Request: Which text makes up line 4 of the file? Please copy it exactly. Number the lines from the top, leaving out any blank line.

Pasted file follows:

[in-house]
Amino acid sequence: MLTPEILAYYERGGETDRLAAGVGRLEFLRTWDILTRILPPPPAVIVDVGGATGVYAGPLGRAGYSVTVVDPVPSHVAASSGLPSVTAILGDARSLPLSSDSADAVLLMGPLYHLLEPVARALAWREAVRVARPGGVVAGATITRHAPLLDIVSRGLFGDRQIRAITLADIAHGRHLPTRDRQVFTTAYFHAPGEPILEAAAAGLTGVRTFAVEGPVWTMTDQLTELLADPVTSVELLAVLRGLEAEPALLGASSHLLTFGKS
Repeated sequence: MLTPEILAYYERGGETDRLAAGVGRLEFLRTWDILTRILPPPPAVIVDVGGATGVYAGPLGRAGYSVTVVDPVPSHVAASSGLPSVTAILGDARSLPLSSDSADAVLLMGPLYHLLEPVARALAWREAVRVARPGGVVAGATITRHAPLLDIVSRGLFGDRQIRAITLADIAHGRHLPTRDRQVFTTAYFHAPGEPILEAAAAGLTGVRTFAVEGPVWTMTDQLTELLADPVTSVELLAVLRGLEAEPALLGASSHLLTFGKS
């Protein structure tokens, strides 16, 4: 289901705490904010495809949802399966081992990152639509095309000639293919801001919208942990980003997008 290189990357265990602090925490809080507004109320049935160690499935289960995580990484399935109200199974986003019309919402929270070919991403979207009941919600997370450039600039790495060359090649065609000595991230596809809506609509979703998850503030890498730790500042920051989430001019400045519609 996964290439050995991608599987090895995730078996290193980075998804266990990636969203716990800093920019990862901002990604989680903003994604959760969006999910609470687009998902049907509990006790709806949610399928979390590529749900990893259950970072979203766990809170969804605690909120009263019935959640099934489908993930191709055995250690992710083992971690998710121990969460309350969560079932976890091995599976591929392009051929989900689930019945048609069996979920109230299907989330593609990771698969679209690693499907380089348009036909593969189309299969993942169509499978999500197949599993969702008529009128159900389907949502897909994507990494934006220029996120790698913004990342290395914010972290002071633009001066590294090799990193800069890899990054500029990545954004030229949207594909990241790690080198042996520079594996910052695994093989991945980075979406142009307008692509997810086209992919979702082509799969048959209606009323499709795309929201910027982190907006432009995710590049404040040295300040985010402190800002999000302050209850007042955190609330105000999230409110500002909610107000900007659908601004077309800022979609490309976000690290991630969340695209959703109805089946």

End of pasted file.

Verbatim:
């Protein structure tokens, strides 16, 4: 289901705490904010495809949802399966081992990152639509095309000639293919801001919208942990980003997008 290189990357265990602090925490809080507004109320049935160690499935289960995580990484399935109200199974986003019309919402929270070919991403979207009941919600997370450039600039790495060359090649065609000595991230596809809506609509979703998850503030890498730790500042920051989430001019400045519609 996964290439050995991608599987090895995730078996290193980075998804266990990636969203716990800093920019990862901002990604989680903003994604959760969006999910609470687009998902049907509990006790709806949610399928979390590529749900990893259950970072979203766990809170969804605690909120009263019935959640099934489908993930191709055995250690992710083992971690998710121990969460309350969560079932976890091995599976591929392009051929989900689930019945048609069996979920109230299907989330593609990771698969679209690693499907380089348009036909593969189309299969993942169509499978999500197949599993969702008529009128159900389907949502897909994507990494934006220029996120790698913004990342290395914010972290002071633009001066590294090799990193800069890899990054500029990545954004030229949207594909990241790690080198042996520079594996910052695994093989991945980075979406142009307008692509997810086209992919979702082509799969048959209606009323499709795309929201910027982190907006432009995710590049404040040295300040985010402190800002999000302050209850007042955190609330105000999230409110500002909610107000900007659908601004077309800022979609490309976000690290991630969340695209959703109805089946």